In the screenshot below look for a line like “Unable to find a volume that is suitable for staging the boot image” in the log file 

 

Potential USMT Errors
       This is typically for 2 different reasons.
      1.  The drive is locked by bitlocker encryption and you need to first disable bitlocker in the task            sequence. once this is done then the task sequence engine can identify the drive to stage the        boot image locally
      2.   This can also be because the drive is still undergoing the encryption process. You must wait             until the drive is fully encrypted before you can execute this task sequence from windows.
       To verify the drive is finished encrypting launch powershell as an admin and type “Get-BitlockerVolume” and do not attempt to run the installation until the “Encryption KeyProtector Percentage” is are 100%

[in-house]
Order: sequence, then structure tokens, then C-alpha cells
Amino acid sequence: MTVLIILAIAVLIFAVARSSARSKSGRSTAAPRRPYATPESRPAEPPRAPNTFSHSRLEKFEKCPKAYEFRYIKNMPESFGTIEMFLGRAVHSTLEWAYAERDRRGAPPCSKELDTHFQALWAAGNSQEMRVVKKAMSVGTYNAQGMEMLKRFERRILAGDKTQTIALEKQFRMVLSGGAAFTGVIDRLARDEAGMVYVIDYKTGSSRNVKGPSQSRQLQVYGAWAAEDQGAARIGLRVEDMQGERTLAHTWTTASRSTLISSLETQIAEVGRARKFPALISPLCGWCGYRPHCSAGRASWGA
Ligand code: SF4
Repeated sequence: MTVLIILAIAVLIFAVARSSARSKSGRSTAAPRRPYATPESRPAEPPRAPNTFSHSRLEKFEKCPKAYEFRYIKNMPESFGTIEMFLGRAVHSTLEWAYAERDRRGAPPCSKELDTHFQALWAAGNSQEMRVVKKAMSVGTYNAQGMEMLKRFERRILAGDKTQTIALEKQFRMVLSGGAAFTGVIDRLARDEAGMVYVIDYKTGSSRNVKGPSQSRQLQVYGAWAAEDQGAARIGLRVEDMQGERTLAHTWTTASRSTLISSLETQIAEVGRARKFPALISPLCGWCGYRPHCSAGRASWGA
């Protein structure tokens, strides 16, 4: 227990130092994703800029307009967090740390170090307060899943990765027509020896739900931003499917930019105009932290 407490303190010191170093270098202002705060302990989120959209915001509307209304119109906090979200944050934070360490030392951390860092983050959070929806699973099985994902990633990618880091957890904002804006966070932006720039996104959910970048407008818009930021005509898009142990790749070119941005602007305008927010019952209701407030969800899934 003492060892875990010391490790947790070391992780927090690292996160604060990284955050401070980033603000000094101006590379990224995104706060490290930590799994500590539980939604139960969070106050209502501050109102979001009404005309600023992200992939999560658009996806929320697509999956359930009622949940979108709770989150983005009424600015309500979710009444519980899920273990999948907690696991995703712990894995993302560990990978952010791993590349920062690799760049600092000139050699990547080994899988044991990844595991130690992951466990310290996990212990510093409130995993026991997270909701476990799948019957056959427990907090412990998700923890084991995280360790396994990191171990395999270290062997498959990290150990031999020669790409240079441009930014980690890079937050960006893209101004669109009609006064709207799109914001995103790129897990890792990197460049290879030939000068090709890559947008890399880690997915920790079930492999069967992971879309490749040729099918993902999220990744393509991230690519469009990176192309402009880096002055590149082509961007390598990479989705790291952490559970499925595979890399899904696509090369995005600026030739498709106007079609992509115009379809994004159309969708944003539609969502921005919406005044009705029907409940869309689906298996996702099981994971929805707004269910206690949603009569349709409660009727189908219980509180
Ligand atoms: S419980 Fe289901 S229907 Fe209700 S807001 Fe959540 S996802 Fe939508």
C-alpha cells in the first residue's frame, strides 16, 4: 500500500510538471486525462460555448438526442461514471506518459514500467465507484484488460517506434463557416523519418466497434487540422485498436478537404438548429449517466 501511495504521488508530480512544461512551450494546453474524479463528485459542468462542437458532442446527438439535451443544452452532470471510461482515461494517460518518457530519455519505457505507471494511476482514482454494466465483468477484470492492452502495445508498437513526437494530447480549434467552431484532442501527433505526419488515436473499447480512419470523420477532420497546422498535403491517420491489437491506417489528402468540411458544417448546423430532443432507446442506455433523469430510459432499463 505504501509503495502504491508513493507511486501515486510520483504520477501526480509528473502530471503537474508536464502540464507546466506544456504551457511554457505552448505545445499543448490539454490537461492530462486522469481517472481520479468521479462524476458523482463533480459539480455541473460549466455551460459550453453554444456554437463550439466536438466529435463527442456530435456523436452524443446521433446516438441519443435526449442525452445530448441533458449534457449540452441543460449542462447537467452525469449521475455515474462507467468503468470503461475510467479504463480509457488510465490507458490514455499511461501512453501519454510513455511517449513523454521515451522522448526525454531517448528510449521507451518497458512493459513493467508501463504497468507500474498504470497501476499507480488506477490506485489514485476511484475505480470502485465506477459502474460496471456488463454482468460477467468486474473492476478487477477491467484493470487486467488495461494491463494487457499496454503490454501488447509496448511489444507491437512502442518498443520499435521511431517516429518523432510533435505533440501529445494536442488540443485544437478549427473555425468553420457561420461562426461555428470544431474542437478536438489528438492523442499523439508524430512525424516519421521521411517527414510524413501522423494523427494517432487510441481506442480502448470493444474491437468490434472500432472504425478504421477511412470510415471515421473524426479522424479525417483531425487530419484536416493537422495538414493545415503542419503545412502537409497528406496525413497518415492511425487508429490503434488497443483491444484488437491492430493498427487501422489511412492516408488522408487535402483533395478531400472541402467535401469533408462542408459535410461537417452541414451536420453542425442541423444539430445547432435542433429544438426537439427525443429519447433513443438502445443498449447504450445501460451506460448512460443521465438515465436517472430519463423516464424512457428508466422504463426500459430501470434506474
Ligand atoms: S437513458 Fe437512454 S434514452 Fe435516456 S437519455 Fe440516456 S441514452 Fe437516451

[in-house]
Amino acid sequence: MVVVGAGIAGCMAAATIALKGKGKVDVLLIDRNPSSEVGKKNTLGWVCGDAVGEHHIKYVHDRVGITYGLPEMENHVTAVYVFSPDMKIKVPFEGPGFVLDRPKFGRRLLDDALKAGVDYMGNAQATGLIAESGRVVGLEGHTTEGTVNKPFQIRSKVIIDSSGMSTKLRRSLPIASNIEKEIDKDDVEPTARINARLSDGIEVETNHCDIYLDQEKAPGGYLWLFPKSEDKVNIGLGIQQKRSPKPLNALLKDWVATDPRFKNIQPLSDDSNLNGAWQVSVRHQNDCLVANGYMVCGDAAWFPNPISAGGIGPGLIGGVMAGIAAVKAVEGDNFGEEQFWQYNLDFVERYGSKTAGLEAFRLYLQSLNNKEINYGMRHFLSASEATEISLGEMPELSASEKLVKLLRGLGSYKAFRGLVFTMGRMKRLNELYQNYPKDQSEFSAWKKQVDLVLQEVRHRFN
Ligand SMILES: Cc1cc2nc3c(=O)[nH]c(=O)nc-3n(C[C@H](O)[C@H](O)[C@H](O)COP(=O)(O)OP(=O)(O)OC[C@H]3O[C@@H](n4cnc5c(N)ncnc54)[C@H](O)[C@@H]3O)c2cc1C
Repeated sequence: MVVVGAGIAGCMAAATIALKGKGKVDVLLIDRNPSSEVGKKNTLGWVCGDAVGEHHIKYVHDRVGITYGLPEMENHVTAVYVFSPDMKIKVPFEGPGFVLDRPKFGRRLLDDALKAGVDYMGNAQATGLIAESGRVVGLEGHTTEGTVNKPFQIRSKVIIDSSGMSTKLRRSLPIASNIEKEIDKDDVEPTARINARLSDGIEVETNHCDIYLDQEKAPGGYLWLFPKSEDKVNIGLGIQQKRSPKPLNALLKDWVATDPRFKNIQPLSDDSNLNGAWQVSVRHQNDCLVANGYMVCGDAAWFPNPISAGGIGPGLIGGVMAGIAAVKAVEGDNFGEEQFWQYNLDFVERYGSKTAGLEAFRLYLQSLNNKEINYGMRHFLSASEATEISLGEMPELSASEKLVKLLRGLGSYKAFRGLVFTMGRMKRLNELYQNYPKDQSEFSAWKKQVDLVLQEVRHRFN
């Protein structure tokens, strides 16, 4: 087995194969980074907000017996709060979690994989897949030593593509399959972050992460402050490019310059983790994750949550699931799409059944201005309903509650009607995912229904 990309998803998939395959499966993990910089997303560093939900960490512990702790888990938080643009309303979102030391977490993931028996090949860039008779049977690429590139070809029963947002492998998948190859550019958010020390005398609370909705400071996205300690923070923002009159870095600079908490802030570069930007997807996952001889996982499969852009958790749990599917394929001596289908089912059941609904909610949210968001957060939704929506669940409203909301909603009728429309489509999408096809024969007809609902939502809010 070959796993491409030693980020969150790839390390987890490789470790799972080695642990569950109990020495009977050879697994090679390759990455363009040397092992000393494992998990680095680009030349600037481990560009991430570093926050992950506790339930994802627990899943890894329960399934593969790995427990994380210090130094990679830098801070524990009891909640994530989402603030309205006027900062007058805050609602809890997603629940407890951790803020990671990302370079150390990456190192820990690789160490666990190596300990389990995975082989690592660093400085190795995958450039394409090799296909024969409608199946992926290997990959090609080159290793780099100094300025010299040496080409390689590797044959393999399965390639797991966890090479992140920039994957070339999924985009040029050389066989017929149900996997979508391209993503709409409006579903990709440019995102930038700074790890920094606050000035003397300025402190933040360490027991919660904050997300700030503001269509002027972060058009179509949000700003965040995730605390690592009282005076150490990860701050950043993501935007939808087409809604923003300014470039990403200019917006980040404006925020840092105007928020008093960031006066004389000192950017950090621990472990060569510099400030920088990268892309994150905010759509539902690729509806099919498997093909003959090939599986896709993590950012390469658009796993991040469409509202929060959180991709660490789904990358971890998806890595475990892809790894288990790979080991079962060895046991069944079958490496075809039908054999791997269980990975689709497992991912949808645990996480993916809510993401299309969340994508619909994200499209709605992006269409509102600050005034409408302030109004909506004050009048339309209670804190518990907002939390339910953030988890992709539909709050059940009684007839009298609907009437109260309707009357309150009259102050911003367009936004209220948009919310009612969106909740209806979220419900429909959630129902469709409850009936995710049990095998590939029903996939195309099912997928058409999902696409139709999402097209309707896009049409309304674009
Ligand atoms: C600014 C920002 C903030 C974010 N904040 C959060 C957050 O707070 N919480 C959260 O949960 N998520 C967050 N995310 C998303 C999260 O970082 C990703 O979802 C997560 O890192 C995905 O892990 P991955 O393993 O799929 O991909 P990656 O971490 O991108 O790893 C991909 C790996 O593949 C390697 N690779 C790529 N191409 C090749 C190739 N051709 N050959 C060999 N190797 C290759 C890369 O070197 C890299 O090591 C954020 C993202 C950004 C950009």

Potential USMT Errors
NOTE: it is possible you receive this error when you are trying to stage the boot image onto the disk and the disk cannot be read b/c of a different encryption software locks the disk. For example if you are running Dell Credant you must be logged into the system then the TS Engine will be able to read the disk.
To identify Dell Credant systems via SQL…this is a hybrid of one my queries that I use in my production environment but you can modify it to abosrb only bitlocker information by commenting out not needed parts

SELECT Distinct

v_R_System.Name0 AS System,

Computer_System_DATA.Model00 AS [System Model],

___System_INSTALLED_SOFTWARE0.ARPDisplayName00,

V_R_System.AD_Site_Name0 AS [AD Site],

CASE V_R_System.Build01

When ‘6.1.7601’ THEN ‘Windows 7’

WHEN ‘10.0.14393’ THEN ‘Win 10 v1607’

WHEN ‘10.0.15063’ THEN ‘Win 10 v1703’

END AS [Operating System],

CASE V_R_System.Client0

When ‘0’ THEN ‘No Client’

WHEN ‘1’ THEN ‘Client Installed’

END AS [Client],

v_GS_ENCRYPTABLE_VOLUME.DriveLetter0 AS [Drive Letter],

–v_GS_ENCRYPTABLE_VOLUME.ProtectionStatus0 AS [Protection Status],

CASE v_GS_ENCRYPTABLE_VOLUME.ProtectionStatus0

WHEN ‘0’ THEN ‘not encrypted’

WHEN ‘1’ THEN ‘encrypted’

WHEN ‘2’ THEN ‘Encrypted Requires Pin’

END AS [Bitlocker Status]